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$6.5 MILLION INVESTMENT ESTABLISHES ENTREPRENEURS OF COLOR FUND IN CHICAGO

8/1/2018, noon | Updated on 8/1/2018, noon
It was recently announced that JPMorgan Chase and Fifth Third bank together will be investing $6.5 million to support small ...
It was recently announced that JPMorgan Chase and Fifth Third bank together will be investing $6.5 million to support small businesses on Chicago’s south and west sides. The generous contributions will launch the Entrepreneurs of Color Fund. Photo Credit: Provided by LISC Chicago

$6.5 Million Investment Establishes Entrepreneurs of Color Fund in Chicago

BY KATHERINE NEWMAN

It was recently announced that JPMorgan Chase and Fifth Third bank together will be investing $6.5 million to support small businesses on Chicago’s south and west sides. The generous contributions will launch the Entrepreneurs of Color Fund and with the help of the Local Initiatives Support Corporation (LISC), Chicago entrepreneurs of color will have an easier time accessing capital to grow their businesses.

Currently, LISC Chicago operates as a lender for small businesses in the community but until now, they have still been limited by the typical constraints of business lending like having to place higher interest rates on loan applicants with lower credit scores, a lack of collateral, and without an approved co-signer. Now, with the Entrepreneurs of Color Fund available, LISC will be able to be more flexible and provide better lending options to their clients.

“In a lot of our neighborhoods where there has been significant disinvestment there is also a lack of accessibility to homeownership

opportunities or even access to jobs where you could build some wealth and buy some housing and if you don’t have that, you can’t access the credit and in which case you can’t build your small business,” said Meghan Harte, executive director of LISC Chicago.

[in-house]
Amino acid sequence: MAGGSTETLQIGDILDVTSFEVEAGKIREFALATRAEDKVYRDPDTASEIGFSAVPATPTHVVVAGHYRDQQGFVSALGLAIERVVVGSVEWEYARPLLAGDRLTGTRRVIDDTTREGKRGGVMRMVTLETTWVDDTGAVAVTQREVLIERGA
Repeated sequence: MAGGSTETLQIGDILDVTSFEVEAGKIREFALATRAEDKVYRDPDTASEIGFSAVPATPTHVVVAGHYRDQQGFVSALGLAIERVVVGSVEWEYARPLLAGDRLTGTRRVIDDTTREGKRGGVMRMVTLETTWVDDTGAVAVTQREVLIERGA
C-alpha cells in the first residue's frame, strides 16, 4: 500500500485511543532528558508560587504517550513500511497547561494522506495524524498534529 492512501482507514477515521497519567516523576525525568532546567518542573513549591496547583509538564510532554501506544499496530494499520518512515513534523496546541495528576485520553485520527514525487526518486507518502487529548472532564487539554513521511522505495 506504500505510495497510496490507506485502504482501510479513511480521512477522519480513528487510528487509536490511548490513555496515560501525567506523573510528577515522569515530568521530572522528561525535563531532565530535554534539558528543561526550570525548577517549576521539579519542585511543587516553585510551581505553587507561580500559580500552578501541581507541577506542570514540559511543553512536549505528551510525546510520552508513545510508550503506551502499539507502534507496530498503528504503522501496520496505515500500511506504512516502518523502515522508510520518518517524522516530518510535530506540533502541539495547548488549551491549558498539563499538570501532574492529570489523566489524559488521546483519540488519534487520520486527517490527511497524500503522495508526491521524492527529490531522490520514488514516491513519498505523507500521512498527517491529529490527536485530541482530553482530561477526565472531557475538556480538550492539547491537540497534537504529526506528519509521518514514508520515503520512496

For quite sometime, LISC has been working to close what they see as an obvious gap in opportunity and are now several steps closer with the help of JPMorgan Chase and Fifth Third Bank.

JPMorgan Chase also saw the gap in business opportunities and started their first Entrepreneurs of Color Fund in Detroit in 2015. By Dec. of 2017, the Fund in Detroit had tripled in size and since it’s launch, the Detroit Fund has lent or approved $5.32 million to 52 minority small businesses. Similar funds were also created in San Francisco and South Bronx earlier this year, according to a press release about the Entrepreneurs of Color Fund.

According to Harte, there are three ways that the Entrepreneurs of Color Fund will impact on Chicago’s south and west side communities. First, it will grow locally owned businesses which will in-turn build wealth in the community and the Fund will stabilize small businesses that want to expand or improve their businesses but haven’t been able to access the capital until now. Second, it will create many more jobs in the neighborhood. Third, it shows potential investors that these communities are vibrant, have purchasing power, and can sustain businesses which will attract more investment in the community.

“For other financial institutions, look at what Chase is doing for entrepreneurs of color and see what you can do to add to that because it’s a great investment. We know that these businesses are good and safe bets and we are going to prove that through Entrepreneurs of Color and we challenge other financial institutions to take a look and do the same thing,” said Harte.